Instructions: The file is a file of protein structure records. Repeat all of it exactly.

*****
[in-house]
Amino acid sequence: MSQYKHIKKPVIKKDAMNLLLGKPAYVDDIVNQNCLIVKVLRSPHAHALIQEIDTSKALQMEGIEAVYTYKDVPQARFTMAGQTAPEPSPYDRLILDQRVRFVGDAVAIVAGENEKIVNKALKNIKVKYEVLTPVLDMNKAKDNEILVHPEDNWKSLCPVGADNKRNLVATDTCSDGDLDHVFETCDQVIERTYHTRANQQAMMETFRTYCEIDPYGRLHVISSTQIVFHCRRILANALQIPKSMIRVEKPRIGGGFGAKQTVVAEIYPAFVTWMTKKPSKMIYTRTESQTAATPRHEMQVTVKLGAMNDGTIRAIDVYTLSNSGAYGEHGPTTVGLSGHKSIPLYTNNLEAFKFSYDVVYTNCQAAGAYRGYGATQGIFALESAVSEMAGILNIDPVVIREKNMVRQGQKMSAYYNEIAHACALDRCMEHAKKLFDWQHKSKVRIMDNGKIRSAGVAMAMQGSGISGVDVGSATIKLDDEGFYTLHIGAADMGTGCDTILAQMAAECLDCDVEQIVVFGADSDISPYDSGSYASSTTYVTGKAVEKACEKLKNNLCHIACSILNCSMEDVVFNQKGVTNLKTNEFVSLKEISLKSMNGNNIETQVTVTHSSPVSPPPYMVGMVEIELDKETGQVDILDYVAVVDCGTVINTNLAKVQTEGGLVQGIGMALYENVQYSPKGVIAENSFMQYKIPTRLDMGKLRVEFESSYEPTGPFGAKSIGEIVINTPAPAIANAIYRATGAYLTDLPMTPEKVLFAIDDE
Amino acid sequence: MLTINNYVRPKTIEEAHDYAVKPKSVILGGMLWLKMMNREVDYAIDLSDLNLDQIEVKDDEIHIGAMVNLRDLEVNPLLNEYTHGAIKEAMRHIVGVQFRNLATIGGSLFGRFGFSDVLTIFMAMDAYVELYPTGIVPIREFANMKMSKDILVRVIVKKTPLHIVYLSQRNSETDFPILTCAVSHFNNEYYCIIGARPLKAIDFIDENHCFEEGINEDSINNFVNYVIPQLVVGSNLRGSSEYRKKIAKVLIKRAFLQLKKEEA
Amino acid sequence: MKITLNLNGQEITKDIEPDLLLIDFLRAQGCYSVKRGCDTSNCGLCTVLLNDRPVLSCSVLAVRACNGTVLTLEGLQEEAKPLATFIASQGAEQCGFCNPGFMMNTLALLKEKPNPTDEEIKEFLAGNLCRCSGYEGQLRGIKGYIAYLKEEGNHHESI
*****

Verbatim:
[in-house]
Amino acid sequence: MSQYKHIKKPVIKKDAMNLLLGKPAYVDDIVNQNCLIVKVLRSPHAHALIQEIDTSKALQMEGIEAVYTYKDVPQARFTMAGQTAPEPSPYDRLILDQRVRFVGDAVAIVAGENEKIVNKALKNIKVKYEVLTPVLDMNKAKDNEILVHPEDNWKSLCPVGADNKRNLVATDTCSDGDLDHVFETCDQVIERTYHTRANQQAMMETFRTYCEIDPYGRLHVISSTQIVFHCRRILANALQIPKSMIRVEKPRIGGGFGAKQTVVAEIYPAFVTWMTKKPSKMIYTRTESQTAATPRHEMQVTVKLGAMNDGTIRAIDVYTLSNSGAYGEHGPTTVGLSGHKSIPLYTNNLEAFKFSYDVVYTNCQAAGAYRGYGATQGIFALESAVSEMAGILNIDPVVIREKNMVRQGQKMSAYYNEIAHACALDRCMEHAKKLFDWQHKSKVRIMDNGKIRSAGVAMAMQGSGISGVDVGSATIKLDDEGFYTLHIGAADMGTGCDTILAQMAAECLDCDVEQIVVFGADSDISPYDSGSYASSTTYVTGKAVEKACEKLKNNLCHIACSILNCSMEDVVFNQKGVTNLKTNEFVSLKEISLKSMNGNNIETQVTVTHSSPVSPPPYMVGMVEIELDKETGQVDILDYVAVVDCGTVINTNLAKVQTEGGLVQGIGMALYENVQYSPKGVIAENSFMQYKIPTRLDMGKLRVEFESSYEPTGPFGAKSIGEIVINTPAPAIANAIYRATGAYLTDLPMTPEKVLFAIDDE
Amino acid sequence: MLTINNYVRPKTIEEAHDYAVKPKSVILGGMLWLKMMNREVDYAIDLSDLNLDQIEVKDDEIHIGAMVNLRDLEVNPLLNEYTHGAIKEAMRHIVGVQFRNLATIGGSLFGRFGFSDVLTIFMAMDAYVELYPTGIVPIREFANMKMSKDILVRVIVKKTPLHIVYLSQRNSETDFPILTCAVSHFNNEYYCIIGARPLKAIDFIDENHCFEEGINEDSINNFVNYVIPQLVVGSNLRGSSEYRKKIAKVLIKRAFLQLKKEEA
Amino acid sequence: MKITLNLNGQEITKDIEPDLLLIDFLRAQGCYSVKRGCDTSNCGLCTVLLNDRPVLSCSVLAVRACNGTVLTLEGLQEEAKPLATFIASQGAEQCGFCNPGFMMNTLALLKEKPNPTDEEIKEFLAGNLCRCSGYEGQLRGIKGYIAYLKEEGNHHESI